MANILA, Philippines – “It’s more theatrical than anything.”
Following Enrile’s resignation on Wednesday, June 5, his critics said his resignation does not answer questions about how he spent and liquidated Senate funds.
Trillanes said Enrile’s resignation on the second to the last Senate session day did not accomplish anything.
“I’m not buying it. It’s not a graceful exit because it’s inevitable that he will be replaced, whether you preempt it or not. It just provided the drama of the day for the media, but the country will move forward with or without him.”
Trillanes added: “It’s sad but that’s who he is. The public will see that, what kind of man he is.”
Enrile resigned citing the Senate fund controversy as the main reason. He said he will no longer allow his critics to use his name to evade questions about how they used Senate funds.
Trillanes said though that despite his resignation, Enrile’s office should be audited because it receives huge funds as the office of the former Senate President.
“Alam naman natin kung ano ang kasaysayan so all these rants sa akin is just coming from a bitter man,” he said. (We know the history so all these rants to me are just coming from a bitter man.)
‘Show documents, auditing’
Cayetano said he was saddened that Enrile had to resign on the last session days when the outgoing senators were supposed to give their valedictory addresses.
Yet he said he must be held accountable for his use of Senate funds.
Cayetano has questioned how Enrile liquidated the P250,000 checks he gave each senator last December as Christmas gift. This is separate from the MOOE he gave his senators who are not critical of him.
“Simple lang naman ang tanong namin: Paano ni-liquidate ang tig-P250,000? Ito ba ay Christmas gift, at kung totoong daan-daang milyon ay puwedeng ilipat ng Senate president at pirmahan lang ito?” (Our question is simple: How did he liquidate P250,000? Was this a Christmas gift or is it true that hundreds of millions can be transferred the by the Senate President with just a signature?)
“If the Senate President wants to clear his name, the solution is not to resign but to face it directly but until now, he has not released documents,” Cayetano added.
Cayetano also responded to Enrile’s statement that it is up to the individual senators to explain how they liquidate their own funds. The minority leader said Enrile cannot escape liability for the P250,000 checks he issued.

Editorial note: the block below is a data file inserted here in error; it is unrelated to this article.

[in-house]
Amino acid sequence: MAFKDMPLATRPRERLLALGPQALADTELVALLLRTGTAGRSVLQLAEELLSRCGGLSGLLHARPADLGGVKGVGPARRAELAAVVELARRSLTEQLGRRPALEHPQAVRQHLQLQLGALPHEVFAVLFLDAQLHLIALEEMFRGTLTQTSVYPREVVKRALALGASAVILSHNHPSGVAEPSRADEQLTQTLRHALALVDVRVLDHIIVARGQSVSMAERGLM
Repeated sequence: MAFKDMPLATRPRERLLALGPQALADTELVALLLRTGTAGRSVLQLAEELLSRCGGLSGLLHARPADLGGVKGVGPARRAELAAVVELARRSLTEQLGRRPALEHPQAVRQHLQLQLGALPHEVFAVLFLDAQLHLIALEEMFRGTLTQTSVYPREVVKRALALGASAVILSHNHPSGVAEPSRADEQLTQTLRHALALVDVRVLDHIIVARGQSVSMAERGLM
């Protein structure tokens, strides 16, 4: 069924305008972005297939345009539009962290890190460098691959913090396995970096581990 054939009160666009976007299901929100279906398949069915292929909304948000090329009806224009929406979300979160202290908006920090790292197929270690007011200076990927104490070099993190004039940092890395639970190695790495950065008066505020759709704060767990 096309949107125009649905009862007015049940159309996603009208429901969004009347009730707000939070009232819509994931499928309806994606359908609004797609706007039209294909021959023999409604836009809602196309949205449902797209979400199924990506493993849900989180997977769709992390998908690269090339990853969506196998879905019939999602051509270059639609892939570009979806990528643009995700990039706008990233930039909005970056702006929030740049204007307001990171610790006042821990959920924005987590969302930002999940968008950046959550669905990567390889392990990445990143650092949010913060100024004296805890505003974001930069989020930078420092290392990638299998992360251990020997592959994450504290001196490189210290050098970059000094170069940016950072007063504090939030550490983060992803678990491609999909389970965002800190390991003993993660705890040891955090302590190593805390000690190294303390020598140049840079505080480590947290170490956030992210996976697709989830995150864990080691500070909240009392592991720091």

“What about the P250,000 he gave? He can’t just say that the funds which came from his office, he already gave to other people. He can’t say it’s up to them to explain because they already have it. He also has liability because he was the one who gave that away. I cannot accept that the P250,000 is a Christmas gift and it’s up to senators to liquidate.”
Cayetano said his question is simple but remains unanswered.
“I just want to know how much of Senate funds is liquidated with receipts and how much by mere certification. I don’t think that’s hard to answer and he needs to resign.”
‘Enrile grievances understandable’
Up until the controversy, senators have liquidated expenses through mere certification, not receipts. Yet the controversy led Sen Panfilo Lacson, chairman of the Senate Committee on Accounts, to urge his colleagues to change the rule, and require receipts for liquidation.
Lacson, who defended Enrile at the height of the controversy, said Enrile’s resignation was a long time coming. “Binabanatan siya. Siya ang whipping boy, sangga siya nang sangga.” (They were attacking him. He was the whipping boy and he kept fending off the attacks.)
Asked what Enrile’s resignation signified, Lacson said: “Sama ng loob. Matagal nang masama ang loob niya dahil sa nangyari sa Senado. Nagsimula, siya ang personally ina-attack, nadamay pa ang kanyang anak. Nasama rin sa batikos kaya, unfortunately, 'di rin nanalo (Grievance. He has long held grievances because of what happened in the Senate. It started out, he was being attacked personally, then his son. His son was dragged into the fray so, unfortunately, he also did not win)."
Lacson was referring to Enrile’s son, defeated senatorial bet Jack Enrile. The elder Enrile made mention of his son in his resignation speech, saying it pained him to see him bear the brunt of attacks against him.
Lacson said he and Enrile met with the House of Representatives and the Commission on Audit (COA) to iron out the new rule in liquidation, requiring receipts. Yet last year, Lacson said he was the only senator who submitted receipts to COA.
The outgoing senator though said he stood up for the Senate, not Enrile. “I defended the institution because we were all being criticized that there was a conspiracy of silence and we just pocket the money at the end of the year. That was when I stood up because our integrity was under attack.”
Lacson had questioned why Santiago criticized Enrile when she was silent when she received MOOE in past years. This led to a separate word war between Lacson and Santiago.
Santiago was not present in Wednesday’s session. – Rappler.com